In terms of our margins, this is a graph of our title insurance margins. We're adjusting for two things. We're adjusting for realized gains and losses in the investment portfolio and we're adjusting for reserves for anything for which we had an $89 million strengthening last quarter. But this sort of gives a best picture in terms of our operating earnings for the company. The blue line is our pre-tax margin, which correspondence to the right access and the grey bars are the market from mortgage originations, which correspondence to the left axis.
And you can see that we've only been in 10% margin lines, really three times going back to 2000. We did it in 2003, we did it in 2005 and we did it in 2012, last year. And in 2003 and 2005, we were in a market that was really $3 trillion to $3.5 trillion. And we also did it last year in 2012, in a market that was about $1.75 trillion.
So here you had a market that was really half of what it was during the boom years, and yet we had close to record margins. And the reason why we were able to do that is we just took a lot of structural cost out of the business. We worked hard over the last few years to consolidate our accounting centers, our claim centers. We've gone from a 100 claim center to four. We've gone from 30 accounting centers to three. We've gone from 30 datacenters to two. We've collapsed a lot of other structural costs out of the business that have allowed us to reap those margins.
And when we look forward and we get to a more normalized market with a mix of closer to 70% purchase, we feel like there is room for improvement in the margins from these levels. So far in June for the first six months in '13, we're at about 11% margin, similar to where we were in 2012.
This is just a snapshot of our quarterly financial results. You can see on the upper left our revenues by quarter. The grey bars are 2012, the blue bars are 2013. You can see for the first two quarters at least we've got revenue growth over last year, driven by both strength in the refi market and strength in the purchase market and commercial. Really all three are higher than they were last year.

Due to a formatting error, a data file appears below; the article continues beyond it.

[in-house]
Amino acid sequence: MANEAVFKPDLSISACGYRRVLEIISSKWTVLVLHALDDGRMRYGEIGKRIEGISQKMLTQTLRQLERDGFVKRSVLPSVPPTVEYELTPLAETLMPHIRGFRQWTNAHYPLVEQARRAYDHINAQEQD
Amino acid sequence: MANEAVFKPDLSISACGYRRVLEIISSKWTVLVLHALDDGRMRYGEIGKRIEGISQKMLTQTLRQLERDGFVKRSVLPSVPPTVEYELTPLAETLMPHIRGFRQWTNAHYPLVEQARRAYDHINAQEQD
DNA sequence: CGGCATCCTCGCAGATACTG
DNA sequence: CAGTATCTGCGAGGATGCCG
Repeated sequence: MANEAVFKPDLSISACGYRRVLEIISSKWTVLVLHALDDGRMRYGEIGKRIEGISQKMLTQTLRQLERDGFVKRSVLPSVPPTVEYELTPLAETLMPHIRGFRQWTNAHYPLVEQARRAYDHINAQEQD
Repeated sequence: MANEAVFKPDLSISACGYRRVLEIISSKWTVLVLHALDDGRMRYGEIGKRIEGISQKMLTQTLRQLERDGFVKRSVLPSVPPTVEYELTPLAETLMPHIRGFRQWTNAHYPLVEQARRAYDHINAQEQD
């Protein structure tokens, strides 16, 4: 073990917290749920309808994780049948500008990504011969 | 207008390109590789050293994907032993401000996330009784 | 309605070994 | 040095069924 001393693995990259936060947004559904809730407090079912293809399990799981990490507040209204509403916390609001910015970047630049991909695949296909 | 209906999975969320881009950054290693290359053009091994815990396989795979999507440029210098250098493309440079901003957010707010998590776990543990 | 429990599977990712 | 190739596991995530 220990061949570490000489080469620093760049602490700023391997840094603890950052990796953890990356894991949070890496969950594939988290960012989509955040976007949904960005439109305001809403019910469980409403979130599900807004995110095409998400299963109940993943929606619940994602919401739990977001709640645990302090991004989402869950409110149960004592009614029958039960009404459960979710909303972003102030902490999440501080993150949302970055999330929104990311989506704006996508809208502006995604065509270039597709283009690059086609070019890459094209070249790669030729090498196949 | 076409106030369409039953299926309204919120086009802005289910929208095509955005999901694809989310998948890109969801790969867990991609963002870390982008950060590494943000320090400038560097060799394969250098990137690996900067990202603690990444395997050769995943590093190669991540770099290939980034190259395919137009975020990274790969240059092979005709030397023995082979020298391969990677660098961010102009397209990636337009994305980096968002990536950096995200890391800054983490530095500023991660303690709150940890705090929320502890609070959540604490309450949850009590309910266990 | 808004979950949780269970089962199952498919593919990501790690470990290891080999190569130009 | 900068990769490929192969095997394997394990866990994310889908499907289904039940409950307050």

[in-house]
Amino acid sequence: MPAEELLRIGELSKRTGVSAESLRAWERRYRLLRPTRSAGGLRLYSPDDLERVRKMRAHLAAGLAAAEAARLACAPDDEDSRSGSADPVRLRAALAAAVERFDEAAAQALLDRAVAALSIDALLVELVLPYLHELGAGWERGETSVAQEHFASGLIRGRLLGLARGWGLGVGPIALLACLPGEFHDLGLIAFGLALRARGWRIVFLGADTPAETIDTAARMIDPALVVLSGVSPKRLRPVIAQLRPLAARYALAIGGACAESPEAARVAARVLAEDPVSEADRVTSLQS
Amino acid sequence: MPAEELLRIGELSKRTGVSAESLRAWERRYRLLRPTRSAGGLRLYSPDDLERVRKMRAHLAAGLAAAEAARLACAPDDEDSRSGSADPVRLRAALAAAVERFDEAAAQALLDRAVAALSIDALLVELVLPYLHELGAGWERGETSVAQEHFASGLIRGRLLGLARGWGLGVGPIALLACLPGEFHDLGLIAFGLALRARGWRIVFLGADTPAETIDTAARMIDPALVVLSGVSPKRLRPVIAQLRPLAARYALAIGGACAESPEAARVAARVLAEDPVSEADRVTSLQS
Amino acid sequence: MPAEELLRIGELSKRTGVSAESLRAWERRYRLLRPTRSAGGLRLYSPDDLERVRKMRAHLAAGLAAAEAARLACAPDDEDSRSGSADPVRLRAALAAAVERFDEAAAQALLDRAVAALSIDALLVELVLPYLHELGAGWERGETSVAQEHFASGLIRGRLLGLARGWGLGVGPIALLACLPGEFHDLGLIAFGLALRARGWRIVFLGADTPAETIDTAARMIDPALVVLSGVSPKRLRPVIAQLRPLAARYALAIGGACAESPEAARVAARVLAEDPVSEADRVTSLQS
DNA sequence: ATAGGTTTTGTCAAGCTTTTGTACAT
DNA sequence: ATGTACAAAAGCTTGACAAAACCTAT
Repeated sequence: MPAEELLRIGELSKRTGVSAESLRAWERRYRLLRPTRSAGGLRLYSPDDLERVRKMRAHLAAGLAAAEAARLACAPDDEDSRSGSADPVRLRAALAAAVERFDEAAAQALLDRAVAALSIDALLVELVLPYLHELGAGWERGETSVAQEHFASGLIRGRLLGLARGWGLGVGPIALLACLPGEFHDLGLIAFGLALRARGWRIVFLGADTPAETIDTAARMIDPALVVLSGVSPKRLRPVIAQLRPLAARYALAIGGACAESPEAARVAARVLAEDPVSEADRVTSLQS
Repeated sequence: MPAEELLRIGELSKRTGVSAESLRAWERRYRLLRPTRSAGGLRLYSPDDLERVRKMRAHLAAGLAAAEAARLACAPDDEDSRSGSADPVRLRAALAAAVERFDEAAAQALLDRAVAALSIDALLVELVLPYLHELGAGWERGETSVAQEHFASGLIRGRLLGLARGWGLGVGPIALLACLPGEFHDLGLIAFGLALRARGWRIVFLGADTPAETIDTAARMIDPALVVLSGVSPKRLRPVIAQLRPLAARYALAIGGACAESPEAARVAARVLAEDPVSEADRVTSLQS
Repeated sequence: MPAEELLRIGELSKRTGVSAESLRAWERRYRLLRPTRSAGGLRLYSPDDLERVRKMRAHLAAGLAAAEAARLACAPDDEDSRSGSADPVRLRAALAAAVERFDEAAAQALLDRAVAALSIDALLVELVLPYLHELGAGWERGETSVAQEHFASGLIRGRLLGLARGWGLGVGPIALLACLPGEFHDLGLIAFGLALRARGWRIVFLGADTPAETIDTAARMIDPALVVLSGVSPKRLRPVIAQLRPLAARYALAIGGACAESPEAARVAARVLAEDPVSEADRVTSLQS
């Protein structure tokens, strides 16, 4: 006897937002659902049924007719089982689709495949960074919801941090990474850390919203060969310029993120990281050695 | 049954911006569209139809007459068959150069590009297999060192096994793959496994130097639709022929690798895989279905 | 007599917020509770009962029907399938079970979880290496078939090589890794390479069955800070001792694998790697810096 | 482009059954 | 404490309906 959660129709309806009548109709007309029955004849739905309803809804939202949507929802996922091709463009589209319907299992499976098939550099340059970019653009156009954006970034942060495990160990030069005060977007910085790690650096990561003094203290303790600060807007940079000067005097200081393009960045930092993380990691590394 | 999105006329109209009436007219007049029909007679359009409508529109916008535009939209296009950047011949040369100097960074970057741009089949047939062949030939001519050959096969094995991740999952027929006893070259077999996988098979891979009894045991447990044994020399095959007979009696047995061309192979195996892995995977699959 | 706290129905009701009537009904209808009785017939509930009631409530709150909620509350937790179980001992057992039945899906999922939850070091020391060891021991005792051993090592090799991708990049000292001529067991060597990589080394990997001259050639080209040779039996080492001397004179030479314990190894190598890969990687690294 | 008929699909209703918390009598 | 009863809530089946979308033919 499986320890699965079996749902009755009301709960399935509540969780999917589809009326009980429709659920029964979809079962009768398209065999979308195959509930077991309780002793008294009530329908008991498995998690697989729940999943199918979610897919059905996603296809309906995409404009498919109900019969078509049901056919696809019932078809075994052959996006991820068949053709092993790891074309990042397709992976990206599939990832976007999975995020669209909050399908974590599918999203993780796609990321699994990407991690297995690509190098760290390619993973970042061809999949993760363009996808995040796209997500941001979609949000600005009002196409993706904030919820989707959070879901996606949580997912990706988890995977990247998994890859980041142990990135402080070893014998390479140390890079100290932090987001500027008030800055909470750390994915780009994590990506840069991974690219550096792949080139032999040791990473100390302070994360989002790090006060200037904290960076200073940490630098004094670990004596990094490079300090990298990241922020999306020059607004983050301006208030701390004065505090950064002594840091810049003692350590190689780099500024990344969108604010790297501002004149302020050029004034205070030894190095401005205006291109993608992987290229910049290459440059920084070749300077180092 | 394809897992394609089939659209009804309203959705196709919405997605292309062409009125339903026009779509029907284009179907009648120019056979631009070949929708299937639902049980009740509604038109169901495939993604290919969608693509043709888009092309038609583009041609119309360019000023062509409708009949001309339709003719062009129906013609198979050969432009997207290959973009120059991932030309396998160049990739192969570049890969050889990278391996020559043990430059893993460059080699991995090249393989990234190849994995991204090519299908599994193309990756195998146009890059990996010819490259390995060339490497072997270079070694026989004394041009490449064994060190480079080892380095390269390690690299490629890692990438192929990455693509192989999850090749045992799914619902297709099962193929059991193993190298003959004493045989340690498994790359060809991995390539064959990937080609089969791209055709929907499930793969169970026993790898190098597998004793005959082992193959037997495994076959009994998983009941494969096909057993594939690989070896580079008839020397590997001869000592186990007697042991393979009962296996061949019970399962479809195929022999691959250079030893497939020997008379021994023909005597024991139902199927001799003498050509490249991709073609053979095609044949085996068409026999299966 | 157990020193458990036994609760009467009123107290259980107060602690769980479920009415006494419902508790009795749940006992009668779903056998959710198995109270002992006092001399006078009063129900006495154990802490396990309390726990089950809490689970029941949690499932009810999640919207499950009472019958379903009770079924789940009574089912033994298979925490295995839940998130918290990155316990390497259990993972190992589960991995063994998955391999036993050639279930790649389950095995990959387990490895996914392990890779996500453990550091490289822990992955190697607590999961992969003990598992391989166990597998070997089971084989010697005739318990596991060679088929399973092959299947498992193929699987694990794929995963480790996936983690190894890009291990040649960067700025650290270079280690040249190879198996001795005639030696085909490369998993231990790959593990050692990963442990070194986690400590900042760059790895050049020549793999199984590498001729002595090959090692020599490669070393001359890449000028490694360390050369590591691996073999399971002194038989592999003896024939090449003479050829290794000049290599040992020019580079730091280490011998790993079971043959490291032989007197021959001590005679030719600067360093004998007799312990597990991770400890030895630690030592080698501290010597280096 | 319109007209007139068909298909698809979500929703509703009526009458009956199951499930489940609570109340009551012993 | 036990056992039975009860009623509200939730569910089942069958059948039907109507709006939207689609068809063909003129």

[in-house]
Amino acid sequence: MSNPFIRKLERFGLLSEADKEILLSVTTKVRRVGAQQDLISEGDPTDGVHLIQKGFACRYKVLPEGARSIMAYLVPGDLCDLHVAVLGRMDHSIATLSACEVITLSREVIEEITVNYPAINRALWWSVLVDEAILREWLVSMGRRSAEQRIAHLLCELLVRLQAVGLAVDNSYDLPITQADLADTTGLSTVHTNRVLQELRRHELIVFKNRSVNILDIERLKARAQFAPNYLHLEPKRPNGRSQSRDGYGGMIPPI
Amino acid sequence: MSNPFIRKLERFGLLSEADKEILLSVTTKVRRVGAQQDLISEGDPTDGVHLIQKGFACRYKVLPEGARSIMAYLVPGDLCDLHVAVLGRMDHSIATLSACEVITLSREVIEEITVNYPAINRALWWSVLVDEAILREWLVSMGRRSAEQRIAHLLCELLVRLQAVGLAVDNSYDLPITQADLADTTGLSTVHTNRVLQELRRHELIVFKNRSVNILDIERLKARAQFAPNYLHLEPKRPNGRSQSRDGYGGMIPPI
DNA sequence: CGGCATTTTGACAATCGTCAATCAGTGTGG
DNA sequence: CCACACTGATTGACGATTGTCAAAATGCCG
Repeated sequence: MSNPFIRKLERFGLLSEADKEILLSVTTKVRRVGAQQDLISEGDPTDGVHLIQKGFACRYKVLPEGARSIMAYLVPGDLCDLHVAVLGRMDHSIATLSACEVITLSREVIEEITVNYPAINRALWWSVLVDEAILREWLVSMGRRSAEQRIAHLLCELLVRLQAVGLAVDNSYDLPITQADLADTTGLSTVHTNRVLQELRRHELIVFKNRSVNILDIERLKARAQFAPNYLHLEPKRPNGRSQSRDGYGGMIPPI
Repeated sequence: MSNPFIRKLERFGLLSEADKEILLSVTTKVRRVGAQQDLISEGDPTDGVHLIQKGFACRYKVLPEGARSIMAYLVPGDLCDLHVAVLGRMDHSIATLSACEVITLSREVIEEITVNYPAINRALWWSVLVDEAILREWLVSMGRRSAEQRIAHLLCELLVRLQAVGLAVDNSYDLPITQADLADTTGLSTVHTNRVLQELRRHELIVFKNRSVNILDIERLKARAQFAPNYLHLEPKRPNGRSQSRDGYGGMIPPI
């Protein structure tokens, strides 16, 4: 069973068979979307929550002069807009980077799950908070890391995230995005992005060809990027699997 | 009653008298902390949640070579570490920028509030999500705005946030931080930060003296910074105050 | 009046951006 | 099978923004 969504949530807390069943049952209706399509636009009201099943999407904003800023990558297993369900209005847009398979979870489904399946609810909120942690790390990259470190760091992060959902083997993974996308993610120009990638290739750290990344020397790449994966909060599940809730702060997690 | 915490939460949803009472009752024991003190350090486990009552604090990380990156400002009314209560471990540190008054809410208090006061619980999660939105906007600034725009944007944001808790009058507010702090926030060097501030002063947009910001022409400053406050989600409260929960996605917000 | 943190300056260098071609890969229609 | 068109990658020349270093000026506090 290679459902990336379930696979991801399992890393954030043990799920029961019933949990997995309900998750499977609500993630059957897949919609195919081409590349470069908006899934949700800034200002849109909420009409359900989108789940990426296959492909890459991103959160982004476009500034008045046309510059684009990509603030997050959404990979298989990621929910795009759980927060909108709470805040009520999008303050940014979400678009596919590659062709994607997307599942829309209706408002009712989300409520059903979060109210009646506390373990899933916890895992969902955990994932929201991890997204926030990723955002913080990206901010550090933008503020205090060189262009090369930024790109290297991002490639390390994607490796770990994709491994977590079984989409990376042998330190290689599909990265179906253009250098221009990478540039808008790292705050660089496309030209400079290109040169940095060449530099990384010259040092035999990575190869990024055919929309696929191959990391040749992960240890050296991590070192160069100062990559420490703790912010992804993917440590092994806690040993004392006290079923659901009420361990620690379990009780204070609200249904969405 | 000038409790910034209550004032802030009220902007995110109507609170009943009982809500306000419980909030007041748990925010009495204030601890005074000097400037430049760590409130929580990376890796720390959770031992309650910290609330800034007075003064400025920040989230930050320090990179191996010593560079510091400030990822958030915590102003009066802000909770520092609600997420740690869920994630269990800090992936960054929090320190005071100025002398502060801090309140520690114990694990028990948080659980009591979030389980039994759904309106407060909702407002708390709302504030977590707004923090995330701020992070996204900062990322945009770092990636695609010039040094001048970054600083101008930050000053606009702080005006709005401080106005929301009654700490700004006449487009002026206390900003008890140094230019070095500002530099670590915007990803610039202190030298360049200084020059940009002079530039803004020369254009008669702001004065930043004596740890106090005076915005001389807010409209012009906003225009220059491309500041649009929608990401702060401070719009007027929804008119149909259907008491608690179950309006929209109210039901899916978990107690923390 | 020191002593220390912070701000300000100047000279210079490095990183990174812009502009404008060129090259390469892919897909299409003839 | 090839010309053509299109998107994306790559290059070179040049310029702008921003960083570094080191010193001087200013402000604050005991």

Pre-tax income on the upper right, you can see the second quarter of '13 was lower, really because we took that $89 million reserve strengthening. If we didn't have that, our pre-tax earnings would have been about $148 million and you would have seen that in our earnings growth.
Just a quick comment on the reserve strengthening. We had adverse development for title claims, really for policies '04 to 2008, so our title claims are coming down. In the second quarter, they just want to come in down at the level that we anticipating, and therefore we have to take a true-up. But as we sit here today, we're at a very conservative estimate within the range of reasonable estimates and we feel very confident with what our reserves are.
You kind of never know what reserve, the area that has a biggest judgment in our accounting, but we feel confident that we're appropriately reserved. We've told the Street on our on our last earnings call that we're going to book at a 5.8% loss rate for the second half of this year. And I think there is a greater likelihood that that's going to trend down over time rather than up. And you can see our cash flow, which is something that we really track, is on the bottom right. And our cash flow in the second quarter was significantly above, where it was in the second quarter of last year.
Our balance sheet is strong -- strong balance sheet. On the asset side of the balance sheet, it's very liquid. We've got $860 million of cash. That's not all at the holding company. We have about $175 million of cash at the holding company, that's I would say free cash. The rest of it is in different subsidiaries that we have. We have a bank called First American Trust that holds a lot of cash for liquidity purposes. But about a $175 million of that roughly is at the holding company, that we'd consider free.
We've got about a $3.1 billion investment portfolio. On the liability side, we've got demand deposits of $1.6 billion. We manage anywhere between $4 billion and $5 billion of extra deposits, third-party funds. When somebody puts a 3% down payment on the house, well often times, First American will manage that money.
Most of those funds we get to third-party banks. Some of it we give to our own bank, First American Trust. So we did give it to our bank, then it goes on balance sheet and that's what those demand deposits are. They are really escrow funds that are on our bank and therefore on balance sheet. We also have reserves of $1 billion, which is almost all title insurance reserves, debt of $315 million and equity of $2.3 billion.